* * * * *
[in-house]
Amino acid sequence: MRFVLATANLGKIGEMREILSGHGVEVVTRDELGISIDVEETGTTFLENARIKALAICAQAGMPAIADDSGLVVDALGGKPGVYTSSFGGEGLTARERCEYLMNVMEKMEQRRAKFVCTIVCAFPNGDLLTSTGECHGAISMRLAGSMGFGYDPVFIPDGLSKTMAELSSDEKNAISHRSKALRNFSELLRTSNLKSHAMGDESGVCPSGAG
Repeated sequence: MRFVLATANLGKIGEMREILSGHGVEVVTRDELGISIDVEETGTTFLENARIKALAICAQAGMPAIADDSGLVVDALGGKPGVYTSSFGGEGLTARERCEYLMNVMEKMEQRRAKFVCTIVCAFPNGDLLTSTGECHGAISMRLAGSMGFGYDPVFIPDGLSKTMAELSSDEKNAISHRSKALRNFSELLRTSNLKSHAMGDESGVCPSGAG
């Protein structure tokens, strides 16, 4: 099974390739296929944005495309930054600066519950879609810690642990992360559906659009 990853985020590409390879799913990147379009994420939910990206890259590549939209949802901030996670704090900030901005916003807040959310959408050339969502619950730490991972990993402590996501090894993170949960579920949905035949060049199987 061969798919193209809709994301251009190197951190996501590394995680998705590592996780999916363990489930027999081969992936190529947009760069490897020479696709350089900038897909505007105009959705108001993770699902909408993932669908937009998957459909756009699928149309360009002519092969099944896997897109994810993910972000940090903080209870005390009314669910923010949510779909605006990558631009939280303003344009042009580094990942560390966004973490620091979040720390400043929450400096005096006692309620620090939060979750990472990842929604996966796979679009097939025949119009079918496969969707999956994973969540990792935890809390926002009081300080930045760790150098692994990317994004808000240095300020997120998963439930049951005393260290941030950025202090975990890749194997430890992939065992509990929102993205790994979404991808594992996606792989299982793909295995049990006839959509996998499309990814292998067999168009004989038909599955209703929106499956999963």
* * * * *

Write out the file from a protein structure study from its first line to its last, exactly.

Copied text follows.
[in-house]
Amino acid sequence: MRFVLATANLGKIGEMREILSGHGVEVVTRDELGISIDVEETGTTFLENARIKALAICAQAGMPAIADDSGLVVDALGGKPGVYTSSFGGEGLTARERCEYLMNVMEKMEQRRAKFVCTIVCAFPNGDLLTSTGECHGAISMRLAGSMGFGYDPVFIPDGLSKTMAELSSDEKNAISHRSKALRNFSELLRTSNLKSHAMGDESGVCPSGAG
Repeated sequence: MRFVLATANLGKIGEMREILSGHGVEVVTRDELGISIDVEETGTTFLENARIKALAICAQAGMPAIADDSGLVVDALGGKPGVYTSSFGGEGLTARERCEYLMNVMEKMEQRRAKFVCTIVCAFPNGDLLTSTGECHGAISMRLAGSMGFGYDPVFIPDGLSKTMAELSSDEKNAISHRSKALRNFSELLRTSNLKSHAMGDESGVCPSGAG
């Protein structure tokens, strides 16, 4: 099974390739296929944005495309930054600066519950879609810690642990992360559906659009 990853985020590409390879799913990147379009994420939910990206890259590549939209949802901030996670704090900030901005916003807040959310959408050339969502619950730490991972990993402590996501090894993170949960579920949905035949060049199987 061969798919193209809709994301251009190197951190996501590394995680998705590592996780999916363990489930027999081969992936190529947009760069490897020479696709350089900038897909505007105009959705108001993770699902909408993932669908937009998957459909756009699928149309360009002519092969099944896997897109994810993910972000940090903080209870005390009314669910923010949510779909605006990558631009939280303003344009042009580094990942560390966004973490620091979040720390400043929450400096005096006692309620620090939060979750990472990842929604996966796979679009097939025949119009079918496969969707999956994973969540990792935890809390926002009081300080930045760790150098692994990317994004808000240095300020997120998963439930049951005393260290941030950025202090975990890749194997430890992939065992509990929102993205790994979404991808594992996606792989299982793909295995049990006839959509996998499309990814292998067999168009004989038909599955209703929106499956999963």